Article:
UN ends aid to northern Syria from Turkey after Security Council fails to renew mandate

Bab Al Hawa border crossing was last remaining conduit for aid into the rebel-held north of the country

Workers unload bags of aid at a warehouse near the Syrian Bab Al Hawa border crossing with Turkey. AFP
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The UN Security Council on Tuesday failed to approve two rival resolutions that would have kept a key border crossing from Turkey to north-west Syria open for life-saving aid to more than four million people.

Russia vetoed Switzerland and Brazil's proposal to keep the Bab Al Hawa crossing open for nine months. The resolution was supported by 13 of the Security Council's members, with China abstaining.

A rival Russian resolution that would have extended the aid deliveries for six months but added new requirements failed to get the minimum nine “yes” votes for approval.

A statement from UN Secretary General Antonio Guterres said he was “disappointed” that the Security Council had failed to keep open “a veritable lifeline for millions”.

Mr Guterres called “on all council members to redouble their efforts to support the continued delivery of cross-border assistance to millions of people in dire need in north-west Syria for the longest possible period”.

The mandate for the operation, which has been delivering aid including food, medicine and shelter since 2014, expired on Monday.

Authorisation is needed because Syrian authorities did not agree to the operation. In 2022 and 2020, the mandate for the operation ran out, but was renewed a day later.

Russia's envoy to the UN, Vasily Nebenzya, accused western countries of a “complete disregard for the interests of the Syrian people and the intent to artificially provoke Russia into using the veto”.

Before the council vote on Russia's proposal, Mr Nebenzya said: “If our draft is not supported, then we can just go ahead and close down the cross-border mechanism … The technical rollover for any period of time we're not going to accept.”

David Miliband, the president and chief executive of the International Rescue Committee, condemned Russia's veto of the nine-month extension.

“This resolution is a critical lifeline for millions of Syrians, with no viable alternative to meet the growing humanitarian needs in north-west Syria,” he said in a statement.

“It defies reason and principle, that Security Council members would vote to not maintain all avenues of aid access for vulnerable Syrians at this time.”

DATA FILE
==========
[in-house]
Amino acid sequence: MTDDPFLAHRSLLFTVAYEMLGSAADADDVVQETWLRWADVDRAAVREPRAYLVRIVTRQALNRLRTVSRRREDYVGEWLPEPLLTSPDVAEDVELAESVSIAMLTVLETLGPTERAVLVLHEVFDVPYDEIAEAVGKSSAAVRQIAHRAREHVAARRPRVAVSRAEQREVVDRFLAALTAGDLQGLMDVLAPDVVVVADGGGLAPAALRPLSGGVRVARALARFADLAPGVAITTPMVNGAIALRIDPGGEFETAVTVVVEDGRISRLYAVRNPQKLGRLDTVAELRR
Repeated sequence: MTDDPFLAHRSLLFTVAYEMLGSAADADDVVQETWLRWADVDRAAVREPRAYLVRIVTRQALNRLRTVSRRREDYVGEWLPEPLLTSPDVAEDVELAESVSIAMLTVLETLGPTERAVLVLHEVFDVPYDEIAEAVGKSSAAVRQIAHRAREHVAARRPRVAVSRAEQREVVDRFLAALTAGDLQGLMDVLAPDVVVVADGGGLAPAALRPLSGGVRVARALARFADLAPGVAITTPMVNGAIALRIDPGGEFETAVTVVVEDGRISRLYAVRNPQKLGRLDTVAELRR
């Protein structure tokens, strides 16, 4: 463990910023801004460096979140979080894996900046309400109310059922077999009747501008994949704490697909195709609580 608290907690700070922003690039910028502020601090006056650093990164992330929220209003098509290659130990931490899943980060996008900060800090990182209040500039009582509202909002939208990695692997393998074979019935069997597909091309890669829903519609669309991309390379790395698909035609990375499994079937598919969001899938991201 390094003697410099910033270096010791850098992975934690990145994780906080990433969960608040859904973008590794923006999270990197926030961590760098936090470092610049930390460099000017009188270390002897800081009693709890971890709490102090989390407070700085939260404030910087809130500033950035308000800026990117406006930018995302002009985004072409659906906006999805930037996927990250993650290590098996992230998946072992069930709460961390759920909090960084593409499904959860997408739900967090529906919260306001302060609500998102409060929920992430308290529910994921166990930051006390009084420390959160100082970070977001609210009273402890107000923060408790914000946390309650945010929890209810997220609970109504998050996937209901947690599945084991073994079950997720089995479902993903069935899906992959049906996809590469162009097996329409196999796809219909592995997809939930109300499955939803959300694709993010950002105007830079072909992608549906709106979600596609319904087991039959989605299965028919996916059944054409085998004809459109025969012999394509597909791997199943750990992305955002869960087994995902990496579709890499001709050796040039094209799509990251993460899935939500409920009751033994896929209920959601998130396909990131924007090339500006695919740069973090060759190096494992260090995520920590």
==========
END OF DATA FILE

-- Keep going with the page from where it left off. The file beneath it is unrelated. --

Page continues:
US ambassador to the UN Linda Thomas-Greenfield, meanwhile, called the veto “an act of utter cruelty”.

She said Russia refused to “meaningfully” participate in negotiations and instead demanded everyone accepts its ultimatum “like a bully in the playground”.

The Security Council initially authorised aid deliveries in 2014 from Turkey, Iraq and Jordan through four crossing points into opposition-held areas in Syria. But over the years, Syria’s close ally Russia reduced the authorised crossings to Bab Al Hawa from Turkey and cut down the mandate from a year to six months.

Russia was pushing for more aid to be delivered across front lines within Syria, which would give Damascus control over the shipments. They have always maintained that any cross-border assistance is a breach of Syria’s territorial sovereignty.

Syria's ambassador to the UN Bassem Sabbagh urged the council “to activate cross-line deliveries, especially in light of the abject failure to run any aid convoy in the past six months”.

UN spokesman Stephane Dujarric said cross-border aid lines are "complicated" due to the need to ensure that "everyone is on the same page and everyone lets the humanitarian aid through".

"We have very productive discussions with the Syrian government on this issue. It obviously also involves other actors, which makes it very challenging," he said.

Speaking to reporters, Switzerland's UN ambassador Pascale Baeriswyl said she would “spare no effort to find a solution”.

“We will continue to engage with all council members in an inclusive and transparent process to find consensus on outstanding issues and to bridge divergent positions. There is no time to waste. We owe it to the people of Syria,” she said.

Ms Thomas-Greenfield told journalists that Russia must explain the veto to the UN General Assembly.

“They said to us in the council today that they were forced to veto. They chose to veto. They were given practically everything that they wanted,” she said.

In April 2022, the UN General Assembly adopted a resolution which calls for the body to meet whenever a veto is cast in the Security Council. The head of the General Assembly will convene a formal meeting to hold a debate on the vetoed subject within 10 working days.

US State Department spokesman Matthew Miller called Russia's veto "inhumane".

"The United States will continue to support the Syrian people and we remain committed to reauthorising the cross-border mechanism," Mr Miller said.

"It's a moral and humanitarian imperative, and the Syrian people are counting on us to get this done."

Floriane Borel, UN advocacy officer at Human Rights Watch, condemned Russia's “cynical” veto as “a painful reminder that the Security Council should not be entrusted with decisions about humanitarian assistance”.

“Aid delivery should be based on needs, not politics,” she said.

Updated: July 12, 2023, 6:35 AM